Santron Santronic 600PM
Datasheet legend
Ab/c:
Fractions calculation
AC: Alternating current BaseN: Number base calculations Card: Magnetic card storage Cmem: Continuous memory Cond: Conditional execution Const: Scientific constants Cplx: Complex number arithmetic DC: Direct current Eqlib: Equation library Exp: Exponential/logarithmic functions Fin: Financial functions Grph: Graphing capability Hyp: Hyperbolic functions Ind: Indirect addressing Intg: Numerical integration Jump: Unconditional jump (GOTO) Lbl: Program labels LCD: Liquid Crystal Display LED: Light-Emitting Diode Li-ion: Lithium-ion rechargeable battery Lreg: Linear regression (2-variable statistics) mA: Milliamperes of current Mtrx: Matrix support NiCd: Nickel-Cadmium rechargeable battery NiMH: Nickel-metal-hydrite rechargeable battery Prnt: Printer RTC: Real-time clock Sdev: Standard deviation (1-variable statistics) Solv: Equation solver Subr: Subroutine call capability Symb: Symbolic computing Tape: Magnetic tape storage Trig: Trigonometric functions Units: Unit conversions VAC: Volts AC VDC: Volts DC |
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What a delightful old calculator! Many, many thanks to Niels Wittje from Germany who, instead of turning this poor old machine into useless e-waste or putting it up on eBay in the hope of getting rich on the proceeds, donated it to our site.
At first, I thought I was confronted with an entirely unique beast, but that is not the case. Though its appearance is different, this calculator is really identical to the National Semiconductor NS-4515 Mathematician.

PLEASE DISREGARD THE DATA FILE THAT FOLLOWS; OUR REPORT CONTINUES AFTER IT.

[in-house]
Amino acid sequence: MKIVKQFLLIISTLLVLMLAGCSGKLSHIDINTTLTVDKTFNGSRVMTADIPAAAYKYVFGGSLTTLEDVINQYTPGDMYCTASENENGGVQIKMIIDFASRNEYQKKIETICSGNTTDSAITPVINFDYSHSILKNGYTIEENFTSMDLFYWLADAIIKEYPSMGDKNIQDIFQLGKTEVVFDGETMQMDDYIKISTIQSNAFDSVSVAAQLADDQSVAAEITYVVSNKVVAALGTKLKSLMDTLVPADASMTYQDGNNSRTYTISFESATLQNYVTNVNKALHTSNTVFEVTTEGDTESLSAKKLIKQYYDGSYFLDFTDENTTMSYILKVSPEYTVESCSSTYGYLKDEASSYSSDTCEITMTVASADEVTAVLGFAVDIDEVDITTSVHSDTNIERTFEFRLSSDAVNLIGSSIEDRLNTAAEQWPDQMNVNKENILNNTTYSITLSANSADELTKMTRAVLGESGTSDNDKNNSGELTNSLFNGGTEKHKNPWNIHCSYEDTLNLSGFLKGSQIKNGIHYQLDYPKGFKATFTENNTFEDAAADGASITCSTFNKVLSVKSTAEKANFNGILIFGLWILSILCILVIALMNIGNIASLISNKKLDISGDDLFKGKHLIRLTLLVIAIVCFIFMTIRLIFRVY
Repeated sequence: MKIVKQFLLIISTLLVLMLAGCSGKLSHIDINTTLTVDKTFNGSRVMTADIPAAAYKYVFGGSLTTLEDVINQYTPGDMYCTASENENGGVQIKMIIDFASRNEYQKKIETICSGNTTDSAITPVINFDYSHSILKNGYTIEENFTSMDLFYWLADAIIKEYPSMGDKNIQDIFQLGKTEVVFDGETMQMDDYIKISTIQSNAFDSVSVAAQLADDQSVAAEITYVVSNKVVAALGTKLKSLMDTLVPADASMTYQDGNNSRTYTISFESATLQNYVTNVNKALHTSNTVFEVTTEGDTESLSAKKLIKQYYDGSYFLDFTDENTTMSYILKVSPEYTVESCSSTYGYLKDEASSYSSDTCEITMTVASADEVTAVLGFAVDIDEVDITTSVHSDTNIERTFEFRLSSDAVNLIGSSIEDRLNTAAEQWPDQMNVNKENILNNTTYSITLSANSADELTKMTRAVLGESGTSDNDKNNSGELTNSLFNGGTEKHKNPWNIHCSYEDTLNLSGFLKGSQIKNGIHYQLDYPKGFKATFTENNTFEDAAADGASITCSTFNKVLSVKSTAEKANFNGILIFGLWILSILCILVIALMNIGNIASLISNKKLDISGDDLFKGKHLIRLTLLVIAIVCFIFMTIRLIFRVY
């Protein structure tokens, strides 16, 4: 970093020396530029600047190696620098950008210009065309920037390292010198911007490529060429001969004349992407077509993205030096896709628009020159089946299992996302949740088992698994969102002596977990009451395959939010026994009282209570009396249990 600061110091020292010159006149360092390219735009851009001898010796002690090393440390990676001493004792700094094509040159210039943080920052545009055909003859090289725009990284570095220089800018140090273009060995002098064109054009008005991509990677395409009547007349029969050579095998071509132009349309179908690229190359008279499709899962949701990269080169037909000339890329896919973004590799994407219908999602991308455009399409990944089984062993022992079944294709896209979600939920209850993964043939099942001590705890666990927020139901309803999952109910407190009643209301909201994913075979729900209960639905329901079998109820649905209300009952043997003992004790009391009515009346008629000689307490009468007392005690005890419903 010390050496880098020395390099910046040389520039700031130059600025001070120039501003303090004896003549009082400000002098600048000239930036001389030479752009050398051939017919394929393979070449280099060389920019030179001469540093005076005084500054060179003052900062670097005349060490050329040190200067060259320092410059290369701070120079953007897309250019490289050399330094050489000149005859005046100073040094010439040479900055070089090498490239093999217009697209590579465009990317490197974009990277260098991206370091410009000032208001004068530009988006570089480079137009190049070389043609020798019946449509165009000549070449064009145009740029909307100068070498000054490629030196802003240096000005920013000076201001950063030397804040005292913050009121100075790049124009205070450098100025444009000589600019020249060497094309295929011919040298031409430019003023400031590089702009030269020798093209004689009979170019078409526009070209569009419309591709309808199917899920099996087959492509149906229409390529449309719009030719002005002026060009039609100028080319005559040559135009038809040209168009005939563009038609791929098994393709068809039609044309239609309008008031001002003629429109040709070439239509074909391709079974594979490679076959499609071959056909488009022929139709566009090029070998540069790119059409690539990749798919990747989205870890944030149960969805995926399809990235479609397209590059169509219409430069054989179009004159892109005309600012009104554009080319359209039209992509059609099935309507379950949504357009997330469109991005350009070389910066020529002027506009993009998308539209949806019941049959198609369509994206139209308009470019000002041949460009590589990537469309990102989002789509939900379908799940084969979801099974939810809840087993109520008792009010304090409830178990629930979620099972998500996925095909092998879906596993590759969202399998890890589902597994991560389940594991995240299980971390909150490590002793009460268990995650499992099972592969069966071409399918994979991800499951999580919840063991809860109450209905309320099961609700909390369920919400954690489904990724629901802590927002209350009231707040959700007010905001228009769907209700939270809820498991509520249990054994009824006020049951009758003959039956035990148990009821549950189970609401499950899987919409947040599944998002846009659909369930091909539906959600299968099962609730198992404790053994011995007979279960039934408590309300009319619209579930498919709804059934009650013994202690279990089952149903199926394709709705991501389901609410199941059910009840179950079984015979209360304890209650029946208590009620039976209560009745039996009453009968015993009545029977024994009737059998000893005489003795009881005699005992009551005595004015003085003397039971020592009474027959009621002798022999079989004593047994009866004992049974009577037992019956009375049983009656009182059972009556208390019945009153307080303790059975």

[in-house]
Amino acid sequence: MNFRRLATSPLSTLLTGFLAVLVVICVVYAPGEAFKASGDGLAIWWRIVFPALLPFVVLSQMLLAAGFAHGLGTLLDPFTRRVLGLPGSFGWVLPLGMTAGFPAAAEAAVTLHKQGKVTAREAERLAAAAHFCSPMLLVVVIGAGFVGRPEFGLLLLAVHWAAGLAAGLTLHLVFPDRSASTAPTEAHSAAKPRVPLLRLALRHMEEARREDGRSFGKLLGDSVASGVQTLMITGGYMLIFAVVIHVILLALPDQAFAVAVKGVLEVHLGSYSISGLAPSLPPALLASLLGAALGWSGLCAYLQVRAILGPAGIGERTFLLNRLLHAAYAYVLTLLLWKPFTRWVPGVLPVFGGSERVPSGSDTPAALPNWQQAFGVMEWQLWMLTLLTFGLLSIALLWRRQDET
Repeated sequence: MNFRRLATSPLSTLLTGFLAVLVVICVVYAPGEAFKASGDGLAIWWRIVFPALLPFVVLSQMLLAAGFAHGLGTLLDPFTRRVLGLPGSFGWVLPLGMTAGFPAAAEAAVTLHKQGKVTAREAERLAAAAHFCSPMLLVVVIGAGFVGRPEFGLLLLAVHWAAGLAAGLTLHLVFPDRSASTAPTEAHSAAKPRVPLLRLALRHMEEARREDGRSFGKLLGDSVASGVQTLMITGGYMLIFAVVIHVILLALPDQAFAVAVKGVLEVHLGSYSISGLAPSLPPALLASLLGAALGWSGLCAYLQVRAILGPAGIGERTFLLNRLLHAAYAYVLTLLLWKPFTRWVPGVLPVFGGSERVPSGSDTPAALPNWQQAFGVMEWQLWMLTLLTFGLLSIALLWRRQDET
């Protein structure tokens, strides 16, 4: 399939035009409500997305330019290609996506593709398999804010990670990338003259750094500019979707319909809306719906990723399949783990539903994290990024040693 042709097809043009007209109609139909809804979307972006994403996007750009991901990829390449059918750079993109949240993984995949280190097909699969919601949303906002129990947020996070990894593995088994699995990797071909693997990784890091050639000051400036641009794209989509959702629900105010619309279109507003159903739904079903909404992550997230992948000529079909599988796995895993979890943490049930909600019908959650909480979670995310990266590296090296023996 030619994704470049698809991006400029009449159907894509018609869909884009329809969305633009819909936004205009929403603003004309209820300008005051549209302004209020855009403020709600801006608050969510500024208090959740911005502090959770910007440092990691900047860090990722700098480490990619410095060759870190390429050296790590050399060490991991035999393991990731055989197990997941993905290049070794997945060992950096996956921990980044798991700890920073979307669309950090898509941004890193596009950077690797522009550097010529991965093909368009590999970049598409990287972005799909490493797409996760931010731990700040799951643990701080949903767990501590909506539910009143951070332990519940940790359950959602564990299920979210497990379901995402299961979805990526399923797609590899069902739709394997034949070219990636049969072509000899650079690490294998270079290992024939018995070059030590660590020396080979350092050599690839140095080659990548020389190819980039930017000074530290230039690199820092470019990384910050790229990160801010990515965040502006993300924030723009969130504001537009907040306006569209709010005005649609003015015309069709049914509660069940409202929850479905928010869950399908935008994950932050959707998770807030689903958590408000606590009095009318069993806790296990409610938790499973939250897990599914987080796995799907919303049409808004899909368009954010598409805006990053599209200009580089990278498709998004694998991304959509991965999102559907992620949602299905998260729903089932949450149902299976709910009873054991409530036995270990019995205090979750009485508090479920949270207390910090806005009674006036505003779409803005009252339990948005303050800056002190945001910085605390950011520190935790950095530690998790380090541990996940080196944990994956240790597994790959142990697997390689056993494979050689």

This 600PM has an odd affliction that, at first, I thought was a design error: numbers less than 1 are displayed with the leading zero suppressed (which is okay) but with the decimal point after, not before, the first digit. Initially I was under the impression that only numbers between 0.1 and 1 behave this way but no: all fractional values do. And closer inspection shows that the decimal point is significantly fainter than normal. So perhaps it's not a logic error, after all, just some analog cross-talk, perhaps some contamination or corrosion of the main PCB? I was able to open the case cleanly and while there was plenty of corrosion near the battery terminals, there were no other obvious signs of damage.
This particular machine also appears... much loved? It seems that several of its keys have been customized. There are also some near-professional quality labels above and below the display that are not factory originals; similarly, some custom labels are also present on the back of the calculator. Given the quality of the labeling and their obvious utility, I decided to keep the calculator "as is" rather than attempting to restore it to a more "factory original" appearance.
Beyond these customizations and the weird display bug, however, it really is the NS-4515 throughout. In particular, the program for the log Gamma function that I wrote for the NS-4515 works on the 600PM without alteration. Just like on the NS-4515, it is fairly accurate for arguments greater than 1: For instance, 5 start yields 24.00004 after exponentiation, which is pretty darn close to the correct result, 24.
MS EN ln × MR - 2 π × MR ÷ ln 2 ÷ + 1 2 1/x MR ÷ + 4 0 0 1/x MR ÷ MR ÷ MR ÷ -